hello, i bought this monitor after reading your review of it, since its basically nearly the only review. So i got a little problem. I have really strong ghosting. I read that this can happen due to the overdrive function. In the menu, its set to normal, but i cant set it to off, because there are no arrows to navigate lol.. in the manuals they show that u can put it off, but i simply cant, may u help me? :s greetings from germany

    • Vyncent Chan
      December 23, 2017 at 7:54 pm

      Hi, on our unit we are unable to set overdrive to anything other than normal as well. We would advise you to send your unit to a service center to have it checked out

  • Dan Davies
    December 29, 2017 at 2:27 am

    I’ve bought this monitor and was also instantly disappointed with the colour. I’ve been searching the net since buying it for a few weeks and not seen any information anywhere on suggestion for calibrating this monitor. I finally got pointed in the direction of this site and am now super happy with the monitor – although your suggestion on colour profile doesnt work.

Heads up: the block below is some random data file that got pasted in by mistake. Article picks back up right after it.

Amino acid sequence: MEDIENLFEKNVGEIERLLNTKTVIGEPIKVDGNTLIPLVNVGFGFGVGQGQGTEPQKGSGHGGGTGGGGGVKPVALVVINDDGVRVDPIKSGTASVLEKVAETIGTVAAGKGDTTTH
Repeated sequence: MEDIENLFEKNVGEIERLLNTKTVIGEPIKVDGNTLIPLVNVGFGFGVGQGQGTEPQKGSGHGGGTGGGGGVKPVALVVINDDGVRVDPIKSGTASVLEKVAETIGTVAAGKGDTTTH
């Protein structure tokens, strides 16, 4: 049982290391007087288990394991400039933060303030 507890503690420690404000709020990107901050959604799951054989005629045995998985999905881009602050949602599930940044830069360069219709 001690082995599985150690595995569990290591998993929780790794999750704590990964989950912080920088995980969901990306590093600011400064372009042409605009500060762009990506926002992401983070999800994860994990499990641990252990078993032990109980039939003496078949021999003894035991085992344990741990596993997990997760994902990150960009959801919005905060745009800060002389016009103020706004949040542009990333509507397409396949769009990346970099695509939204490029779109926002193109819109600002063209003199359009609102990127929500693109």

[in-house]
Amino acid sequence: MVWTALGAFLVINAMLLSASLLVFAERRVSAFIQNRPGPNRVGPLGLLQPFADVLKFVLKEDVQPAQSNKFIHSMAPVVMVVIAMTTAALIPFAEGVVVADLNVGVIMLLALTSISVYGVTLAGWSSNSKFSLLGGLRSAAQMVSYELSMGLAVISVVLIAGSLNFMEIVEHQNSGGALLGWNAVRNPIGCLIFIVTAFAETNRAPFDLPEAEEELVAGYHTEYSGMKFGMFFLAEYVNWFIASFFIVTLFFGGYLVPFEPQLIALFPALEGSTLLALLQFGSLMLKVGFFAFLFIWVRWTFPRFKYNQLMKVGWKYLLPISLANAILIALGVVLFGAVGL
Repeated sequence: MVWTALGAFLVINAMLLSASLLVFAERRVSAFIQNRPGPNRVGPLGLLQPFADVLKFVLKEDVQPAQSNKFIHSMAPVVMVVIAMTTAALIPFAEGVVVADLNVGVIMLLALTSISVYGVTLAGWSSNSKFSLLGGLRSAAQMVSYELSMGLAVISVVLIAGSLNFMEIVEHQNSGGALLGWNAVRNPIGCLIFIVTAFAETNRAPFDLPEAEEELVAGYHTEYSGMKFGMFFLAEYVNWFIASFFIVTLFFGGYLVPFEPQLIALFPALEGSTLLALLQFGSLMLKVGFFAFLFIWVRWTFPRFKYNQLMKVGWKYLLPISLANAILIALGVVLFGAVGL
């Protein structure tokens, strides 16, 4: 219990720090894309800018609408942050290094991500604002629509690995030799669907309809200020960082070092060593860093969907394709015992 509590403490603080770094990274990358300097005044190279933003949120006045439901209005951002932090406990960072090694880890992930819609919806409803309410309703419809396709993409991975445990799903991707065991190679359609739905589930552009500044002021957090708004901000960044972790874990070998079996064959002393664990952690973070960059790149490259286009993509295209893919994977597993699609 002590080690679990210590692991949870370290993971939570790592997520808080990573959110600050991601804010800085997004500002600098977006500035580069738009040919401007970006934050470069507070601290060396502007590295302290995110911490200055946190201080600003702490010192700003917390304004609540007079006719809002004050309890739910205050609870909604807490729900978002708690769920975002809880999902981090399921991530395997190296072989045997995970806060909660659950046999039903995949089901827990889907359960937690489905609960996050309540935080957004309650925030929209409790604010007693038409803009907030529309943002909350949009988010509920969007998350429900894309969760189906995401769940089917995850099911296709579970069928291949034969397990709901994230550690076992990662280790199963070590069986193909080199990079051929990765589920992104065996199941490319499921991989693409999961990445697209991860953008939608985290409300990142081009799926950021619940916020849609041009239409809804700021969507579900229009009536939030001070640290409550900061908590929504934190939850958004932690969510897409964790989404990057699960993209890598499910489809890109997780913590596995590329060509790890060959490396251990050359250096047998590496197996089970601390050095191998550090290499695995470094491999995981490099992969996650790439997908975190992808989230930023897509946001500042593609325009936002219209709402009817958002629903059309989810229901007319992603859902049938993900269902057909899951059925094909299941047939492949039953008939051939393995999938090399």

As soon as you select sRGB on, not only does the blue light filter get removed but so does the brightness and contrast settings – for me they go from the recommended 80 (brightness) and 50 (contrast) to 30 (brightness) and 50 contrast. If I try and chance these again, the sRGB gets turned off.

    Is this normal? Anyway, it’s looks millions better now even at 30 brightness and 50 contrast but just wanted to check it was how you have it?

    • Vyncent Chan
      December 29, 2017 at 12:53 pm

      Yeah it is normal for sRGB mode to lock the contrast and brightness settings as it is supposed to deliver a more accurate representation of the colors 🙂

  • January 28, 2018 at 3:12 am

    It’s hard to see TN panels having so good viewing angles like this one. Even the most expensive one’s shift colours.

  • Winchester
    February 20, 2018 at 9:28 pm

    Hey,I was looking at this monitor for quite sometime now and luckily i’ve found your review!thanks for the brief explanation on the monitor!but i do have a question tho,i’m using an old gpu which is an hd7850.the only support that i can get from enabling the freesync is just for watching movie if i’m not mistaken.so will it do me justice if i buy this monitor and use the hdmi i/o without turning on the freesync?i play mainly FPS titles and afraid that i’ll get so much ghosting when gaming on it.btw i prefer turning on v-sync.will it be a wise choice to buy this monitor?i’m badly in need of a new one.